Those who watched the replay on TV saw that Biletnikoff was absolutely right. A touchdown at this juncture might have given the AFC hope, but Lamonica missed Wells on his third pass and the AFC had to settle for Jan Stenerud's second field goal.
Rich Jackson, Denver's defensive end, felt that the Biletnikoff call was largely responsible for the NFC win. "That took the heart out of us," he said sadly. He may have been right; the AFC never advanced beyond the NFC 45 after that.
The fourth period was by far the most exciting and this was wholly due to the heroics of Renfro, the Dallas cornerback who doubles as a punt returner. Jerrel Wilson, the AFC punter, had to hurry a kick after a bad pass from center and he got off a line drive that Renfro fielded on the bounce at the NFC 18. He sliced by the first wave of defenders, cut to the left sideline, slid behind a block by Dick Butkus on Zeke Moore and stumbled into the end zone to complete an 82-yard return.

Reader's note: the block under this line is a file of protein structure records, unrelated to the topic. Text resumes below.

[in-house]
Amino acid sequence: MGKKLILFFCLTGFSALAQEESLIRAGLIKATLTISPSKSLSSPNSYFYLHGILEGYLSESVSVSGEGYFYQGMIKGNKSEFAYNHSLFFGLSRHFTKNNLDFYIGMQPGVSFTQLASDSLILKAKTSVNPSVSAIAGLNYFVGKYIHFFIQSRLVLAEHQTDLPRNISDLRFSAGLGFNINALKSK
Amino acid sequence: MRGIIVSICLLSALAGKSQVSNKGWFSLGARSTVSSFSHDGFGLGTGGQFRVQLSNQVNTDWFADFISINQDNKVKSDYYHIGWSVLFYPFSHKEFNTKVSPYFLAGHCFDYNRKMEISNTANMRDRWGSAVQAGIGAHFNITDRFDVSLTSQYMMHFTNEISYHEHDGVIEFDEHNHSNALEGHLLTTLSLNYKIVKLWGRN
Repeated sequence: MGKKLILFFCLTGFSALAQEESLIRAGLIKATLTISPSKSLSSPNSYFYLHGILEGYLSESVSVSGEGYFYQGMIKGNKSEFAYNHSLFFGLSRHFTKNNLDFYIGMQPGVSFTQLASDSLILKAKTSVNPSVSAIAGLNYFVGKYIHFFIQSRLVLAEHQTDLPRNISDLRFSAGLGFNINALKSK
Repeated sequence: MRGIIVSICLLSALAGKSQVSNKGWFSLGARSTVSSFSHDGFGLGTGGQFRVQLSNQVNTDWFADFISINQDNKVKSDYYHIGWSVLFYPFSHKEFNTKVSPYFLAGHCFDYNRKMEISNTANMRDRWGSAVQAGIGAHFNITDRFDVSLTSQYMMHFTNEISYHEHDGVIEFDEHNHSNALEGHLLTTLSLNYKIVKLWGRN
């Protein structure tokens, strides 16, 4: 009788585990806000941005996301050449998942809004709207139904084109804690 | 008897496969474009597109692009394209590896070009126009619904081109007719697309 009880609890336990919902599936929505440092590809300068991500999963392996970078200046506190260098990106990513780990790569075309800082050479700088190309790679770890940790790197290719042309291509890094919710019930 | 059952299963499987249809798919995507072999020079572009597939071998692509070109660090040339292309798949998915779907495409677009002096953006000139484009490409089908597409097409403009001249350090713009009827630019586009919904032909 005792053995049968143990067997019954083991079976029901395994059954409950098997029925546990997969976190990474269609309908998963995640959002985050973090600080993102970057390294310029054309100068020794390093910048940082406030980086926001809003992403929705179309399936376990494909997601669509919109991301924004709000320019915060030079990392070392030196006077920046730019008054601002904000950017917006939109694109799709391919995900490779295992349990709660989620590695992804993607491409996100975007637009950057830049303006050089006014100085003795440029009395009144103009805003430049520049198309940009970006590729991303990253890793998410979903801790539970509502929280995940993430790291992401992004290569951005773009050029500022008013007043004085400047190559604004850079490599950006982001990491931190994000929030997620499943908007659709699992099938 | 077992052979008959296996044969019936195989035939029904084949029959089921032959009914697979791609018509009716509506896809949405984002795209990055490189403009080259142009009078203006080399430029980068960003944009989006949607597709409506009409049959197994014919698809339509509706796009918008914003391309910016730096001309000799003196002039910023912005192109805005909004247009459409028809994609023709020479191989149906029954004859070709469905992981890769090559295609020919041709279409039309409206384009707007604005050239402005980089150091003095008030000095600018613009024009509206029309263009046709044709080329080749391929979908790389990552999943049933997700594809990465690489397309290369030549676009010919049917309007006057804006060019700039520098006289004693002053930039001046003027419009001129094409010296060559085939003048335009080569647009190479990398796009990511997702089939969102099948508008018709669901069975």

Ten minutes later Renfro fielded another punt on the NFC 44, again fled past the first few tacklers, cut to his right and scored easily after angling across the field. On this run he got a key block from Cecil Turner of the Bears on Wilson, the last player with a chance to catch him. The two touchdowns made the score 27-6, which was the way it ended.
"I don't think this is a true test of the strengths of both conferences," Rich Jackson said after the game, and Coach Madden agreed. "There are no conclusions to be drawn from the game," he said.
Madden and Jackson are right. There are no conclusions to be drawn on the basis of one game, but when the one game is added to all the others played last season it looks as if the NFC is, and the NFL was, a stronger league than the AFL was, or the AFC is.